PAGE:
The family finds comfort together in working the land, collecting olives for consumption or sale. The land is their therapist, almost their Gaia. So, when they get taken from it, their town becomes an orphanage of sorts. And, that also explains why Burnat's wife Sophia, raised in Brazil would come back here. Nevertheless, her eyes are tired. She rubs her neck in exhaustion not from the housework, but from the daily stress. Her tolerance of Burnat's filming decreases, as he faces stronger threats from the government. Still, when his townspeople need therapy, to distance themselves from the toxic environment, they watch his video footage.

Burnat does not shelter his sons from the trauma either. They develop vocabulary tied in with the occupation, where Gibreel learns such words as "wall" and "army" and "shell." As Gibreel grows more aware of the family's circumstance, he witnesses his uncles and neighbors get attacked and arrested by soldiers. He comes home and tells his mother what he saw, and informs her in his wide-eyed, little-boy curiosity that he was "not afraid."

Burnat tells his story through some other lively characters, especially two friends: El-Phil and Adeeb. El-Phil is popular among the young people because he is the only one among these men who seems to hold on to any hope. Adeeb, in contrast, is the showboat whose well-being concerns his friends. He chooses to respond to the drama as though he is a player in an absurdist theater. That is, until he gets shot, and calms down just a bit. Everyone in this film seems to get arrested, shot, or wounded at some point, even the sympathetic Israeli civilians.


The film grows in tension with the force of the strongest of feature film narratives. Protests and raids get more aggressive. Palestinian blood splatters more quickly. Homes get stormed. And, the olive tree farms look like the charred wasteland from a war zone, except the occupied fight not with guns, but with shouts and camera footage. The Palestinian Authority, however, is nowhere to be found. They are mostly unwilling and unable to help, except for their own photo opportunities.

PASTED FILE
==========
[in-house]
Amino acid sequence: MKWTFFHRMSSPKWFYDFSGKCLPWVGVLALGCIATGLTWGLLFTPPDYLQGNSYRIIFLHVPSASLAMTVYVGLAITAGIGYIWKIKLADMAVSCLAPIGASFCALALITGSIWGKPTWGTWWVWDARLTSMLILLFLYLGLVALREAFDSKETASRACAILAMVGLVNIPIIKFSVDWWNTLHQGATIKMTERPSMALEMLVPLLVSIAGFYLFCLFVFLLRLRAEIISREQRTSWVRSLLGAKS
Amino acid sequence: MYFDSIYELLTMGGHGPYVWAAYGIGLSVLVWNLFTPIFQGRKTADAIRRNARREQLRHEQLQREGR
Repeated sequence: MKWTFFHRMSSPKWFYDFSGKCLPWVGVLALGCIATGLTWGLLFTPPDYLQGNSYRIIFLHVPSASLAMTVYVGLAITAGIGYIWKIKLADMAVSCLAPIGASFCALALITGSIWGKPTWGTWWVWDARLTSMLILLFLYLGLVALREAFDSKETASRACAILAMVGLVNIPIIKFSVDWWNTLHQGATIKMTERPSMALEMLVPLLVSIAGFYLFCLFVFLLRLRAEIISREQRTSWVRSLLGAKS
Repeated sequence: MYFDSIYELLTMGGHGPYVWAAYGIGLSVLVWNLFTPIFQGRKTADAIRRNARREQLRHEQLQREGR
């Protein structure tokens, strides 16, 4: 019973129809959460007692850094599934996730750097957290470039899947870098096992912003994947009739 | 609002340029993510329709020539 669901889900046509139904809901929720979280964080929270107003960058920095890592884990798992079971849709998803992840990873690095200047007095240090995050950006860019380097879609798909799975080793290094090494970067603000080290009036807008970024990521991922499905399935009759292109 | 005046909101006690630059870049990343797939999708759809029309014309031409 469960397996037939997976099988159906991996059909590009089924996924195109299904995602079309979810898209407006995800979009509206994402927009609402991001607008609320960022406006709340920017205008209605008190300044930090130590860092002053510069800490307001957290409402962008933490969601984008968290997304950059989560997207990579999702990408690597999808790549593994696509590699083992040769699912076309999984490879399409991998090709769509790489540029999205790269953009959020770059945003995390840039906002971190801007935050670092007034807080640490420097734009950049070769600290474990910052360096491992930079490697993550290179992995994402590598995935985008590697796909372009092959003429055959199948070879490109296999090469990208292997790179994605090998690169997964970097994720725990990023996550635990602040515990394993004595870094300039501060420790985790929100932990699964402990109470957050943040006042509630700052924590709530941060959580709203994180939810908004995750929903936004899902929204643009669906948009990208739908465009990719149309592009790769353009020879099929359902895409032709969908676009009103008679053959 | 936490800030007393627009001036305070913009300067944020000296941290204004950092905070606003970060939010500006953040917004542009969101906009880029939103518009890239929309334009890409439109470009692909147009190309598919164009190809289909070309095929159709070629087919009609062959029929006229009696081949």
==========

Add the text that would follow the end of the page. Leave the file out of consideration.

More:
Critics of this film will protest that it gives a free pass to the Palestinians as contributors to their own plight. Again, while "The Gatekeepers" (2012) works through the Israeli narrative, here, we watch the Palestinian narrative. Here resistance is almost entirely non-violent, against Israeli atrocities. There are no rockets. No suicide bombers. And, that is part of the problem of the discourse. When Palestinians speak of Israeli independence as a catastrophe, it has nothing to do with anti-Semitism or religious doctrine. The problem is the occupation, which has the effect of an earthquake. This film, then, is an exercise in the basic truth that even when drowning in a crushing crisis, life goes on. When you push back against an onslaught, watching your siblings die, you yourself are ready to die, because you have nothing to lose. And, your last form of resistance then is to live because you have no choice, except that life still goes on.

Omer M. Mozaffar

Omer M. Mozaffar teaches at Loyola University Chicago, where he is the Muslim Chaplain, teaching courses in Theology and Literature. He has given thousands of talks on Islam since 9/11. He is also a Hollywood Technical Consultant for productions on matters related to Islam, Arabs, South Asians.